FORT WAYNE, IN. – As implantable medical devices keep getting smaller, it is becoming more and more challenging to produce wire that combines decreasing diameters with the fatigue strength required for critical implant applications. This is why Fort Wayne Metals has developed the patent-pending NDR® process for which it has now gained trademark registration.
NDR® stands for “Nanograin Damage Resistant” and denotes a thermal-mechanical process designed to produce nanoscale microstructural refinement. This refinement is evidenced by a significant increase in the material's ability to resist damage during high cycle mechanical loading, for example as encountered during the service of a long-term cardioverter defibrillator lead implant due to chronic pulsatile stresses. “While our results may not translate into every application, we have observed improvements in the rotary beam fatigue strength of up to 83% in 0.007” diameter ASTM F562 wire during our testing,” states Jeremy Schaffer, Senior Research & Development Engineer. “By leveraging microstructural mechanisms through significant refinement of the grain size in NDR® wire, we can increase fatigue strength without changing the chemical makeup of the alloy. And we can do it without significant impact to other wire properties like corrosion resistance.”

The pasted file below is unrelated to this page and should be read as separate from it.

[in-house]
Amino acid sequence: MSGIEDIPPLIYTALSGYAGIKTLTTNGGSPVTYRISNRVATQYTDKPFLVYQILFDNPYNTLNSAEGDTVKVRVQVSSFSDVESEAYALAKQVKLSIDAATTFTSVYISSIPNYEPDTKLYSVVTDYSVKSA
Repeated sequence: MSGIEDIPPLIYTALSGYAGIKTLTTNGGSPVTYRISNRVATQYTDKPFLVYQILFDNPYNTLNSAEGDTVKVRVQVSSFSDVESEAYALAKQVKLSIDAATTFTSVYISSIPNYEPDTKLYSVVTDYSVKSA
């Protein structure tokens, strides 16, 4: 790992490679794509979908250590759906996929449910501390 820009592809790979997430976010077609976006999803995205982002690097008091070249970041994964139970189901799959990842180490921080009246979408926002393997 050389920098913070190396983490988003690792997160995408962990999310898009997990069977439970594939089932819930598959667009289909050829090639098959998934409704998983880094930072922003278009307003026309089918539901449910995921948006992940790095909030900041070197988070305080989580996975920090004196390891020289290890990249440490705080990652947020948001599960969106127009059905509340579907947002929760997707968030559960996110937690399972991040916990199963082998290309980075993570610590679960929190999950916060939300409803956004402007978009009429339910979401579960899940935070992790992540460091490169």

Fort Wayne Metals can apply the NDR process to non-precipitation hardening, non-sensitizing, implant-grade alloys such as those called out by ASTM F562 (35N LT® wire or MP35N® wire), ASTM F1058 (FWM® 1058 wire) and ASTM F138 (316LVM).
Fort Wayne Metals Research Products Corporation is a leading manufacturer of high-quality precision wire, strands and cables, and component assemblies for medical devices and other demanding applications.
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